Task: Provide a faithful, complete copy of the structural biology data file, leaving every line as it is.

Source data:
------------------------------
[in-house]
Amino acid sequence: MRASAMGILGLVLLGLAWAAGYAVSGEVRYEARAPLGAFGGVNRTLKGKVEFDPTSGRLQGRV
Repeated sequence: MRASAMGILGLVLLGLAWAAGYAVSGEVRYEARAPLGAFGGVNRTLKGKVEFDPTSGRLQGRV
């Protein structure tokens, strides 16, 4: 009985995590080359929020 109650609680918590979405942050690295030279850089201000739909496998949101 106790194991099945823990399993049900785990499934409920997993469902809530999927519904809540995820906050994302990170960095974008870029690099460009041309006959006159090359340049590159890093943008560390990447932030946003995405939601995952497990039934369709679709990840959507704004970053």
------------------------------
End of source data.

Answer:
[in-house]
Amino acid sequence: MRASAMGILGLVLLGLAWAAGYAVSGEVRYEARAPLGAFGGVNRTLKGKVEFDPTSGRLQGRV
Repeated sequence: MRASAMGILGLVLLGLAWAAGYAVSGEVRYEARAPLGAFGGVNRTLKGKVEFDPTSGRLQGRV
């Protein structure tokens, strides 16, 4: 009985995590080359929020 109650609680918590979405942050690295030279850089201000739909496998949101 106790194991099945823990399993049900785990499934409920997993469902809530999927519904809540995820906050994302990170960095974008870029690099460009041309006959006159090359340049590159890093943008560390990447932030946003995405939601995952497990039934369709679709990840959507704004970053």